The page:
The burden of exposing the valuable data stored in these NoSQL systems at this point falls on the data team, however they are on the losing end of both battles. On one hand, they don’t know when the data changes, for example fields being added/removed. On the other hand, they need to make sure that their product (the data in the data warehouse) is understood and usable by their stakeholders. At the end of the day, the data team ends up having to maintain a tabular schema for all this non-tabular data, and that creates overhead that no one wants to take on.

The happy medium: a compromise between applications and data

Data inherently has a schema and structure, which your application also expects. If you’re using an unstructured database, then you’re really just applying the schema at read time. Your application is making the assertions about the structure, rather than the datastore itself.

If engineers work with data teams to explicitly declare that structure, everyone can be happy! If you’re an engineer, that means alerting data teams about changes that might have a downstream impact to the model. Allow those teams time and information to work around those changes. That extra step can save endless time later.

For example: with a document store in MongoDB, an object has five values that an engineer is splitting one of those into two levels. Say they’re taking a “full name” field and splitting it into “first name” and “last name.” The engineer should talk to their data team, and say, “Hey there used to be five fields and now there are six. This is how I am transforming it, and backfilling or not backfilling the values.”

In general, if you’re an engineer, tell data teams what changes you’re making, and how they will impact historical data. With enough heads up, those teams won’t need to reproduce changes on their end, or get surprised by sudden changes in the data they’re working with. It’s true that you add a slight layer of complexity when you have to openly communicate with your data team -  there’s an extra step in walking down a hall and having a conversation, or sending a few Slack messages. However, you still get all the benefits of evolving the data model quickly in your application, while still keeping the data team informed and happy. Your data team doesn’t want surprises (and this is why Bigeye exists, by the way!).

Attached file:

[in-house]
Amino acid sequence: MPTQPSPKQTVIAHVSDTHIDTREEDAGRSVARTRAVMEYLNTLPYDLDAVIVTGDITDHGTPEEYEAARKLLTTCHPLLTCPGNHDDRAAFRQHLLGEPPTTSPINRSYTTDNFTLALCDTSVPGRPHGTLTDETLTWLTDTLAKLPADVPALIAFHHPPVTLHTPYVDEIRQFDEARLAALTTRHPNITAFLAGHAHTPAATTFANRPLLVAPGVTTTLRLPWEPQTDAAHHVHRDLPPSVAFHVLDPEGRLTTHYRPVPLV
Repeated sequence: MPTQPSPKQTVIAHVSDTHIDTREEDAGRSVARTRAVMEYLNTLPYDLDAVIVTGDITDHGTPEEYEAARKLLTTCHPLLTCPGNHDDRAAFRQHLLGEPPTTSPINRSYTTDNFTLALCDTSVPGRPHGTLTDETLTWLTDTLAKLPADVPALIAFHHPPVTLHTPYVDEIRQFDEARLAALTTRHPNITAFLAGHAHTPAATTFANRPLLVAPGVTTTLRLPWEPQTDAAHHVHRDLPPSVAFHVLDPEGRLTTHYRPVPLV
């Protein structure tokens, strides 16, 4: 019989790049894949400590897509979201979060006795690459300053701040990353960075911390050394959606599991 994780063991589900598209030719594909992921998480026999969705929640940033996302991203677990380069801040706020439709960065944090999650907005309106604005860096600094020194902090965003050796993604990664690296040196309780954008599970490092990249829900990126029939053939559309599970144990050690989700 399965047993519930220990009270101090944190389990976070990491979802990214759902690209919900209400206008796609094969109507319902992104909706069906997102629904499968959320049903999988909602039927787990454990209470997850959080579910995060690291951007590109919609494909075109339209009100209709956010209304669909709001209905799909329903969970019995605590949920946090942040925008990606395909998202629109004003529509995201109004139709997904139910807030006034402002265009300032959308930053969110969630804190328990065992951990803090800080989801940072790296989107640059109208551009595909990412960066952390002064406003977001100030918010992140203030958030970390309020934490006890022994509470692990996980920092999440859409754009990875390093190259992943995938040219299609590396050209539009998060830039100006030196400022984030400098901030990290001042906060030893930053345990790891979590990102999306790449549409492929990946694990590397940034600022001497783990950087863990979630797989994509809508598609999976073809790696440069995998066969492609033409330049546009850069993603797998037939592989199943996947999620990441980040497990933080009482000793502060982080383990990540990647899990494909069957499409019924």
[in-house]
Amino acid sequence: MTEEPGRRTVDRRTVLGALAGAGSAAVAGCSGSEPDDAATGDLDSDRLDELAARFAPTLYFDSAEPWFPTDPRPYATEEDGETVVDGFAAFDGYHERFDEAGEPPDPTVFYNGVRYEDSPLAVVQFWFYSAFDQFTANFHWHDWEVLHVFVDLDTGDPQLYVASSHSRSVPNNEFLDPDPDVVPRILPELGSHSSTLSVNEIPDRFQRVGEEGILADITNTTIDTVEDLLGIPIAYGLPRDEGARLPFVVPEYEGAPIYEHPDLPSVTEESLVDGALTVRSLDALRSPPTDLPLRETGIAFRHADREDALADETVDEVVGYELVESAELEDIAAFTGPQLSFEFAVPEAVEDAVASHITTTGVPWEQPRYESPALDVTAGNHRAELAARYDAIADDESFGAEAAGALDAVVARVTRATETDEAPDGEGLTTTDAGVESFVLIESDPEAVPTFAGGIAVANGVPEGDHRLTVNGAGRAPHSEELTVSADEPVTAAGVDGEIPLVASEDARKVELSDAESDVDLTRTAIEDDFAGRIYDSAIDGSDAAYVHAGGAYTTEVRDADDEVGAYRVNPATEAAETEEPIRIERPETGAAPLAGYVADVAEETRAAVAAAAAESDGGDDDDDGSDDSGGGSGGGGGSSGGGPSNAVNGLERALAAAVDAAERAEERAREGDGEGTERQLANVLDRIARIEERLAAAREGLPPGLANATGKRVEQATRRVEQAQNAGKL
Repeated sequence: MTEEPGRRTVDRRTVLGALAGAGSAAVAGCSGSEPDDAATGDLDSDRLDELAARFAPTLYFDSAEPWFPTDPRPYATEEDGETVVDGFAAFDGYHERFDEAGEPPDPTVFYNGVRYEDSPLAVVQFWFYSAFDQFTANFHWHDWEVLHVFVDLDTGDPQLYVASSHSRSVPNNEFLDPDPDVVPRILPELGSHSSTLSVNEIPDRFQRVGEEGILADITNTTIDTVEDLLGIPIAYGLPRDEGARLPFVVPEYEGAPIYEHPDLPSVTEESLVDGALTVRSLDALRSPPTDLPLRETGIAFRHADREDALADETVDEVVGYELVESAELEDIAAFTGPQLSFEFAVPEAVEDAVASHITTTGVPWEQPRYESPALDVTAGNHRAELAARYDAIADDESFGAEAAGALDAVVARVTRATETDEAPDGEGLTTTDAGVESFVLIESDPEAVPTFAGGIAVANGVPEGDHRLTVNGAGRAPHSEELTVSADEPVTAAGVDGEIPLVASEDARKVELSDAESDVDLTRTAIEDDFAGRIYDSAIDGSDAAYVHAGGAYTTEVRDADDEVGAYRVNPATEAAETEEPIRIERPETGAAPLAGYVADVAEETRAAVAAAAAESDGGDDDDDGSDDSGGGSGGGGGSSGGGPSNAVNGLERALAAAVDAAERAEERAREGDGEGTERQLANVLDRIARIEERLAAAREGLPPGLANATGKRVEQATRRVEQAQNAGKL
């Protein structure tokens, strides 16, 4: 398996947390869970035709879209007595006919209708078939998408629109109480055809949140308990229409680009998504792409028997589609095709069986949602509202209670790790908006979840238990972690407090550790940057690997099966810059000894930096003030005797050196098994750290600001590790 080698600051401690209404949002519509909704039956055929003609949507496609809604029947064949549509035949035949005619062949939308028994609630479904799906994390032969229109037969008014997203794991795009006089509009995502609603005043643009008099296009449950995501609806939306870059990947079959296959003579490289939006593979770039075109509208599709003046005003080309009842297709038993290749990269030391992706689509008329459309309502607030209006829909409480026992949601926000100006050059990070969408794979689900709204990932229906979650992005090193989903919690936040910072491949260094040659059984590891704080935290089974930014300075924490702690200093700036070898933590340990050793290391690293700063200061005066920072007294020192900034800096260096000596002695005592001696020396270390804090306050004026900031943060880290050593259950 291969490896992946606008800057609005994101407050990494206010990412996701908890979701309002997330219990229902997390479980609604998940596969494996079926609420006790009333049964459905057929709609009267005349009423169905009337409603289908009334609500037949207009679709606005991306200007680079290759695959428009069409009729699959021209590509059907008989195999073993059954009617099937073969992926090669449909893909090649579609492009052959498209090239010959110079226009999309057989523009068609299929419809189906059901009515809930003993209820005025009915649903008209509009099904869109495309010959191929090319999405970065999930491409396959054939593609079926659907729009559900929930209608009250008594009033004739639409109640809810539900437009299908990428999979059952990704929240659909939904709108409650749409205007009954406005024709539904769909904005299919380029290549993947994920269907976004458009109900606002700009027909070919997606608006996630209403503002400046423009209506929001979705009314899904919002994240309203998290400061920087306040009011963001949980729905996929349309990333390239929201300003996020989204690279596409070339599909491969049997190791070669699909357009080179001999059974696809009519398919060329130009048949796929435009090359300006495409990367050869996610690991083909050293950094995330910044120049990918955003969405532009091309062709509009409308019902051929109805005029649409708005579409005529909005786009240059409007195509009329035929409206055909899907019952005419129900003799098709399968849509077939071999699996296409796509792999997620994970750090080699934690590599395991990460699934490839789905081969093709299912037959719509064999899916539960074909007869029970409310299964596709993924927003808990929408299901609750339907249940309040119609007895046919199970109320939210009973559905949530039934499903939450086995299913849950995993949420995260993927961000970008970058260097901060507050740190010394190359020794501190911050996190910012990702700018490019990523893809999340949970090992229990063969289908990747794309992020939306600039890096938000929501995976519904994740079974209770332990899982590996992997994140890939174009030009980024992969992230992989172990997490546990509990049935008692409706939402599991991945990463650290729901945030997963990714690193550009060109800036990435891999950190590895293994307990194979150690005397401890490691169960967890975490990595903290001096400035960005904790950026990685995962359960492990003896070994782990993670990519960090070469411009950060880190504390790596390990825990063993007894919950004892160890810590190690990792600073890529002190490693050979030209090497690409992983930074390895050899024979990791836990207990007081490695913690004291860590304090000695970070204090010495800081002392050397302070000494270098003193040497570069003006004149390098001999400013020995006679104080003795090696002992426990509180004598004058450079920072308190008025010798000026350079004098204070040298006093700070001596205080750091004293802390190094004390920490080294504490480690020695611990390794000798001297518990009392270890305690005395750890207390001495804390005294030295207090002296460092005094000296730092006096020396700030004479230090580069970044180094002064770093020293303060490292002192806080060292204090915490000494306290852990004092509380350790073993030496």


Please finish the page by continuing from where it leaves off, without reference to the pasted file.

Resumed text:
NoSQL vendors are even starting to rediscover patterns from traditional relational databases. They’re realizing that their database will have to be used by both developers and data teams, and both need to access it. Data teams speak SQL, and NoSQL vendors are starting to add SQL access to their data, in order to support the largest possible audience in one place.

The best of both worlds is possible, it just requires communication and transparency between engineers and data teams.